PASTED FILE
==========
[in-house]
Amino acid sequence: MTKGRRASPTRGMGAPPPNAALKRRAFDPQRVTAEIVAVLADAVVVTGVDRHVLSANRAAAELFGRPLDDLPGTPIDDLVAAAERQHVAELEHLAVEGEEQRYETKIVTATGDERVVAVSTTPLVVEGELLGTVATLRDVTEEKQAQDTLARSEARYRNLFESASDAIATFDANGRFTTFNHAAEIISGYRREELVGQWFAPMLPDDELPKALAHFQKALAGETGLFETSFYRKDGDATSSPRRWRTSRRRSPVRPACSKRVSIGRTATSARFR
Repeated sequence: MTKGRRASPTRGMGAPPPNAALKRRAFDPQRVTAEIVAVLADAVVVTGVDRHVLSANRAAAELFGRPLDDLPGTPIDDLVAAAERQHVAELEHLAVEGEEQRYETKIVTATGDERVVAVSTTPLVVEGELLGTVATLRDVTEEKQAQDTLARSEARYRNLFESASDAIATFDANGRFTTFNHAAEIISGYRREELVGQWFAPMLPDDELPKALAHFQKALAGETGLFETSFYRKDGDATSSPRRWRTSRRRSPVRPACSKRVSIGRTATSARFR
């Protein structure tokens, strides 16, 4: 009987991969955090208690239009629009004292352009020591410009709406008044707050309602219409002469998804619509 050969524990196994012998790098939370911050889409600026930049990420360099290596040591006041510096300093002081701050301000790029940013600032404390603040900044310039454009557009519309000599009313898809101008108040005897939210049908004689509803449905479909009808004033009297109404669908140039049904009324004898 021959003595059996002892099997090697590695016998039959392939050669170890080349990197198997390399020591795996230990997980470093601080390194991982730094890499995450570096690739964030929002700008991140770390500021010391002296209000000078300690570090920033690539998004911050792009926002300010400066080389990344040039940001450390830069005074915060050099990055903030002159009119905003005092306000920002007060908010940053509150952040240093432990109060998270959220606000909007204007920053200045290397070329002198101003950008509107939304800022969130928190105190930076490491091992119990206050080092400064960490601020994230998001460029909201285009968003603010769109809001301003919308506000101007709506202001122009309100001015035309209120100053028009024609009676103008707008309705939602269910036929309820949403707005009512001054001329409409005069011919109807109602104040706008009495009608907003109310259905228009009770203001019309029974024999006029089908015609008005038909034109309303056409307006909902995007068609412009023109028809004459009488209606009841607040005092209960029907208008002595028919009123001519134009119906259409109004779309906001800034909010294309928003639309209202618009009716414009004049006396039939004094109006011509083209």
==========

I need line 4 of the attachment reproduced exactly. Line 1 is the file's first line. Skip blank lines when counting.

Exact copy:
């Protein structure tokens, strides 16, 4: 009987991969955090208690239009629009004292352009020591410009709406008044707050309602219409002469998804619509 050969524990196994012998790098939370911050889409600026930049990420360099290596040591006041510096300093002081701050301000790029940013600032404390603040900044310039454009557009519309000599009313898809101008108040005897939210049908004689509803449905479909009808004033009297109404669908140039049904009324004898 021959003595059996002892099997090697590695016998039959392939050669170890080349990197198997390399020591795996230990997980470093601080390194991982730094890499995450570096690739964030929002700008991140770390500021010391002296209000000078300690570090920033690539998004911050792009926002300010400066080389990344040039940001450390830069005074915060050099990055903030002159009119905003005092306000920002007060908010940053509150952040240093432990109060998270959220606000909007204007920053200045290397070329002198101003950008509107939304800022969130928190105190930076490491091992119990206050080092400064960490601020994230998001460029909201285009968003603010769109809001301003919308506000101007709506202001122009309100001015035309209120100053028009024609009676103008707008309705939602269910036929309820949403707005009512001054001329409409005069011919109807109602104040706008009495009608907003109310259905228009009770203001019309029974024999006029089908015609008005038909034109309303056409307006909902995007068609412009023109028809004459009488209606009841607040005092209960029907208008002595028919009123001519134009119906259409109004779309906001800034909010294309928003639309209202618009009716414009004049006396039939004094109006011509083209």